Bill to Exclude Employment-Related Claims From Mandatory Arbitration

In May 2009, Senator Russell Feingold (D-Wis) introduced the Arbitration Fairness Act (S. 931) which bars mandatory arbitration of employment-related and civil rights claims unless required by a collective bargaining agreement. A companion bill is also pending in the House of Representatives (H.R. 2010). This legislative action aims to overturn the Supreme Court decision in Circuit City Stores v. Adams, 532 U.S. 105 (2001) which upheld mandatory arbitration of Title VII cases employment discrimination cases.

Proponents of the bills claim that the mandatory arbitration of employment and civil rights claims results in the loss of major rights of employees because the arbitration agreements are typically signed when employees are new with no bargaining power. They also claim that such agreements are typically not the result of a fair and bargained exchanged. Instead, they are given to new employees to sign on a take-it-or leave-it basis with measures that are significantly unfair to employees.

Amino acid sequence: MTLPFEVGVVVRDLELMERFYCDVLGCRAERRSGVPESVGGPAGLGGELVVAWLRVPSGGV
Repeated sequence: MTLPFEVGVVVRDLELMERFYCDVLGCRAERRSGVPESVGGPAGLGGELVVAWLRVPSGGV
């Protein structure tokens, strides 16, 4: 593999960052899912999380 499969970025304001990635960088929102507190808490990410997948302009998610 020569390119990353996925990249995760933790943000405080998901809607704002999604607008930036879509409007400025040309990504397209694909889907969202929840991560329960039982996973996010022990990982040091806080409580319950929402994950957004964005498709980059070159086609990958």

Opponents of the measures claim that arbitration is an efficient and cost-effective manner of disposing employment disputes that otherwise would be very lengthy and costly if required to go through the court systems. Mandatory arbitration, they claim, result in quicker resolution and recovery for employees with less tension and employee turnover.

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